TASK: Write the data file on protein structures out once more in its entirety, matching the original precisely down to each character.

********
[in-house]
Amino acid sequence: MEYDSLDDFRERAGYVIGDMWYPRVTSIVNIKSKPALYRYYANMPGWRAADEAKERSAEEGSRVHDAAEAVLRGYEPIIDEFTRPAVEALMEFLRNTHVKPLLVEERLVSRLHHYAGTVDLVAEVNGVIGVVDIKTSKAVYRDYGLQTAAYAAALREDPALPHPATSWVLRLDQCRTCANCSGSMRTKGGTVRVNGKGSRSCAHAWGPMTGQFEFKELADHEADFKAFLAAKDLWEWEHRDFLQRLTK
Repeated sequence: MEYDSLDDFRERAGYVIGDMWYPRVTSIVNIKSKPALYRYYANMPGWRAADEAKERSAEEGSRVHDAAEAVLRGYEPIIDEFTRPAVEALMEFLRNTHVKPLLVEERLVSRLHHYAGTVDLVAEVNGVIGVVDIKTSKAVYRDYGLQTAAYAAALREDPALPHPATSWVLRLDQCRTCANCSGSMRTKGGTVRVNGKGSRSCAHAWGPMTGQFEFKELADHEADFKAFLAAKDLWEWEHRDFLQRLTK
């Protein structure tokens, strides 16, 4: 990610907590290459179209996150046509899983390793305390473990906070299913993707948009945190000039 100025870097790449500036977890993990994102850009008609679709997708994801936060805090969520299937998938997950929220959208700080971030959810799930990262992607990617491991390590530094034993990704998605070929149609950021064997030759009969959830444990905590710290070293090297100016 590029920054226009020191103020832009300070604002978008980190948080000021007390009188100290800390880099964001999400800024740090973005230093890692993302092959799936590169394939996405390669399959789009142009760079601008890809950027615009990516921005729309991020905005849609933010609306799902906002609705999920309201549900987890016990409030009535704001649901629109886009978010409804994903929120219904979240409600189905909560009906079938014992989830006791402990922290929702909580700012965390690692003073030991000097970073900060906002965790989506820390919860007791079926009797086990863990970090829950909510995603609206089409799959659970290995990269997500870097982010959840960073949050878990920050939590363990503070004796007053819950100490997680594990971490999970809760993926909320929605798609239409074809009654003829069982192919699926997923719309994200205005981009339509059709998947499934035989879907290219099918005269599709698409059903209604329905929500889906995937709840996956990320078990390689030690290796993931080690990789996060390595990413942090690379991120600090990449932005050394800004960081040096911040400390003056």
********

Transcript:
[in-house]
Amino acid sequence: MEYDSLDDFRERAGYVIGDMWYPRVTSIVNIKSKPALYRYYANMPGWRAADEAKERSAEEGSRVHDAAEAVLRGYEPIIDEFTRPAVEALMEFLRNTHVKPLLVEERLVSRLHHYAGTVDLVAEVNGVIGVVDIKTSKAVYRDYGLQTAAYAAALREDPALPHPATSWVLRLDQCRTCANCSGSMRTKGGTVRVNGKGSRSCAHAWGPMTGQFEFKELADHEADFKAFLAAKDLWEWEHRDFLQRLTK
Repeated sequence: MEYDSLDDFRERAGYVIGDMWYPRVTSIVNIKSKPALYRYYANMPGWRAADEAKERSAEEGSRVHDAAEAVLRGYEPIIDEFTRPAVEALMEFLRNTHVKPLLVEERLVSRLHHYAGTVDLVAEVNGVIGVVDIKTSKAVYRDYGLQTAAYAAALREDPALPHPATSWVLRLDQCRTCANCSGSMRTKGGTVRVNGKGSRSCAHAWGPMTGQFEFKELADHEADFKAFLAAKDLWEWEHRDFLQRLTK
């Protein structure tokens, strides 16, 4: 990610907590290459179209996150046509899983390793305390473990906070299913993707948009945190000039 100025870097790449500036977890993990994102850009008609679709997708994801936060805090969520299937998938997950929220959208700080971030959810799930990262992607990617491991390590530094034993990704998605070929149609950021064997030759009969959830444990905590710290070293090297100016 590029920054226009020191103020832009300070604002978008980190948080000021007390009188100290800390880099964001999400800024740090973005230093890692993302092959799936590169394939996405390669399959789009142009760079601008890809950027615009990516921005729309991020905005849609933010609306799902906002609705999920309201549900987890016990409030009535704001649901629109886009978010409804994903929120219904979240409600189905909560009906079938014992989830006791402990922290929702909580700012965390690692003073030991000097970073900060906002965790989506820390919860007791079926009797086990863990970090829950909510995603609206089409799959659970290995990269997500870097982010959840960073949050878990920050939590363990503070004796007053819950100490997680594990971490999970809760993926909320929605798609239409074809009654003829069982192919699926997923719309994200205005981009339509059709998947499934035989879907290219099918005269599709698409059903209604329905929500889906995937709840996956990320078990390689030690290796993931080690990789996060390595990413942090690379991120600090990449932005050394800004960081040096911040400390003056």